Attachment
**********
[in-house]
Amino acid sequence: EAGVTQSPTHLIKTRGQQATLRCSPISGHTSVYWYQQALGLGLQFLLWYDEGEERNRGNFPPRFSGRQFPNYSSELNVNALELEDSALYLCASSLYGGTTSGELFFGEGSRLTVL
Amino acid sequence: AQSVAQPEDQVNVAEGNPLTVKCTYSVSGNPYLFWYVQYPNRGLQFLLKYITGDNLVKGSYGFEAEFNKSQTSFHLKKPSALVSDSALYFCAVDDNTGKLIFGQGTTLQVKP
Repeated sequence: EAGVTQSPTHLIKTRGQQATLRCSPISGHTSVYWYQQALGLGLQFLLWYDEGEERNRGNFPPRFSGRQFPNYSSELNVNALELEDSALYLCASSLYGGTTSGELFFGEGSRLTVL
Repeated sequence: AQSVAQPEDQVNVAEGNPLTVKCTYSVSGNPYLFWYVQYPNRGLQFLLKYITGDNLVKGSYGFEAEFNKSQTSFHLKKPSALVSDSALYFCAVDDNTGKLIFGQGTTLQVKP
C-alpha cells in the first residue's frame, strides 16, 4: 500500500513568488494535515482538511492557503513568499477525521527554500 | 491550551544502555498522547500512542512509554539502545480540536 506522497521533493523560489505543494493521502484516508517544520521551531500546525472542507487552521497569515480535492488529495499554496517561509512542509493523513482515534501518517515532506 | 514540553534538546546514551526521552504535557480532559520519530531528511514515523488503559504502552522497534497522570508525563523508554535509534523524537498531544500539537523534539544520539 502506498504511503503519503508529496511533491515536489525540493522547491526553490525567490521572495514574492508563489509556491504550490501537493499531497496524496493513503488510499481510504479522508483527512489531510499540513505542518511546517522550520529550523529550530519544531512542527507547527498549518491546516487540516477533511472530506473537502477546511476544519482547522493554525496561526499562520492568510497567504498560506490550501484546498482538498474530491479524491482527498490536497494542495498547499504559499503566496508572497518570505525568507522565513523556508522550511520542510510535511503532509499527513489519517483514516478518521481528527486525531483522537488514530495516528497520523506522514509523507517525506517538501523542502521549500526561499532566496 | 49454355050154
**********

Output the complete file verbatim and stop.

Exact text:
[in-house]
Amino acid sequence: EAGVTQSPTHLIKTRGQQATLRCSPISGHTSVYWYQQALGLGLQFLLWYDEGEERNRGNFPPRFSGRQFPNYSSELNVNALELEDSALYLCASSLYGGTTSGELFFGEGSRLTVL
Amino acid sequence: AQSVAQPEDQVNVAEGNPLTVKCTYSVSGNPYLFWYVQYPNRGLQFLLKYITGDNLVKGSYGFEAEFNKSQTSFHLKKPSALVSDSALYFCAVDDNTGKLIFGQGTTLQVKP
Repeated sequence: EAGVTQSPTHLIKTRGQQATLRCSPISGHTSVYWYQQALGLGLQFLLWYDEGEERNRGNFPPRFSGRQFPNYSSELNVNALELEDSALYLCASSLYGGTTSGELFFGEGSRLTVL
Repeated sequence: AQSVAQPEDQVNVAEGNPLTVKCTYSVSGNPYLFWYVQYPNRGLQFLLKYITGDNLVKGSYGFEAEFNKSQTSFHLKKPSALVSDSALYFCAVDDNTGKLIFGQGTTLQVKP
C-alpha cells in the first residue's frame, strides 16, 4: 500500500513568488494535515482538511492557503513568499477525521527554500 | 491550551544502555498522547500512542512509554539502545480540536 506522497521533493523560489505543494493521502484516508517544520521551531500546525472542507487552521497569515480535492488529495499554496517561509512542509493523513482515534501518517515532506 | 514540553534538546546514551526521552504535557480532559520519530531528511514515523488503559504502552522497534497522570508525563523508554535509534523524537498531544500539537523534539544520539 502506498504511503503519503508529496511533491515536489525540493522547491526553490525567490521572495514574492508563489509556491504550490501537493499531497496524496493513503488510499481510504479522508483527512489531510499540513505542518511546517522550520529550523529550530519544531512542527507547527498549518491546516487540516477533511472530506473537502477546511476544519482547522493554525496561526499562520492568510497567504498560506490550501484546498482538498474530491479524491482527498490536497494542495498547499504559499503566496508572497518570505525568507522565513523556508522550511520542510510535511503532509499527513489519517483514516478518521481528527486525531483522537488514530495516528497520523506522514509523507517525506517538501523542502521549500526561499532566496 | 49454355050154